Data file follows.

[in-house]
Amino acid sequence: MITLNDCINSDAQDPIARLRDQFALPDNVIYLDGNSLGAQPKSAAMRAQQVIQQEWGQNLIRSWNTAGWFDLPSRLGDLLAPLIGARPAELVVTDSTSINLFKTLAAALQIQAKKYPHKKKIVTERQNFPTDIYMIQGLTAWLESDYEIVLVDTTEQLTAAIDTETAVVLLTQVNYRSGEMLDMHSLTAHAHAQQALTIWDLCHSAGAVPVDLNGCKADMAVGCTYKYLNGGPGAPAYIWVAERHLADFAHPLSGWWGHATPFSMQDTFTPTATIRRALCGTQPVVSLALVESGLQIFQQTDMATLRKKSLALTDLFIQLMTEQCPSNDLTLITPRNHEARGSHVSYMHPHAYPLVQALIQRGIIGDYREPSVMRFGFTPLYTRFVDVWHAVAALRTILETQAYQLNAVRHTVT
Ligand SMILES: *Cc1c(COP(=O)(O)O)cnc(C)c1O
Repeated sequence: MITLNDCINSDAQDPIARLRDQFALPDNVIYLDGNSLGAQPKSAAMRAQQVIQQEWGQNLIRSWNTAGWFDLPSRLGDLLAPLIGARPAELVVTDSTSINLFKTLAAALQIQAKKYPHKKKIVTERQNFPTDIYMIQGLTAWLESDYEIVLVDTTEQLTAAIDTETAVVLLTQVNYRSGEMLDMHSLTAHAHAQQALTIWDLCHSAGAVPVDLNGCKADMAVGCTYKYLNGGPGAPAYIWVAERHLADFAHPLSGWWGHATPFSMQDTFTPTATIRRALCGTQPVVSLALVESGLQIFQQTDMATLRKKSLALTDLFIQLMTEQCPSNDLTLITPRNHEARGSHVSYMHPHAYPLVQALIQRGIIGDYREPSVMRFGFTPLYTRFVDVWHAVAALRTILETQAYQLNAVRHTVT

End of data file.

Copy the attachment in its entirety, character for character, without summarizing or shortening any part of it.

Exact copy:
[in-house]
Amino acid sequence: MITLNDCINSDAQDPIARLRDQFALPDNVIYLDGNSLGAQPKSAAMRAQQVIQQEWGQNLIRSWNTAGWFDLPSRLGDLLAPLIGARPAELVVTDSTSINLFKTLAAALQIQAKKYPHKKKIVTERQNFPTDIYMIQGLTAWLESDYEIVLVDTTEQLTAAIDTETAVVLLTQVNYRSGEMLDMHSLTAHAHAQQALTIWDLCHSAGAVPVDLNGCKADMAVGCTYKYLNGGPGAPAYIWVAERHLADFAHPLSGWWGHATPFSMQDTFTPTATIRRALCGTQPVVSLALVESGLQIFQQTDMATLRKKSLALTDLFIQLMTEQCPSNDLTLITPRNHEARGSHVSYMHPHAYPLVQALIQRGIIGDYREPSVMRFGFTPLYTRFVDVWHAVAALRTILETQAYQLNAVRHTVT
Ligand SMILES: *Cc1c(COP(=O)(O)O)cnc(C)c1O
Repeated sequence: MITLNDCINSDAQDPIARLRDQFALPDNVIYLDGNSLGAQPKSAAMRAQQVIQQEWGQNLIRSWNTAGWFDLPSRLGDLLAPLIGARPAELVVTDSTSINLFKTLAAALQIQAKKYPHKKKIVTERQNFPTDIYMIQGLTAWLESDYEIVLVDTTEQLTAAIDTETAVVLLTQVNYRSGEMLDMHSLTAHAHAQQALTIWDLCHSAGAVPVDLNGCKADMAVGCTYKYLNGGPGAPAYIWVAERHLADFAHPLSGWWGHATPFSMQDTFTPTATIRRALCGTQPVVSLALVESGLQIFQQTDMATLRKKSLALTDLFIQLMTEQCPSNDLTLITPRNHEARGSHVSYMHPHAYPLVQALIQRGIIGDYREPSVMRFGFTPLYTRFVDVWHAVAALRTILETQAYQLNAVRHTVT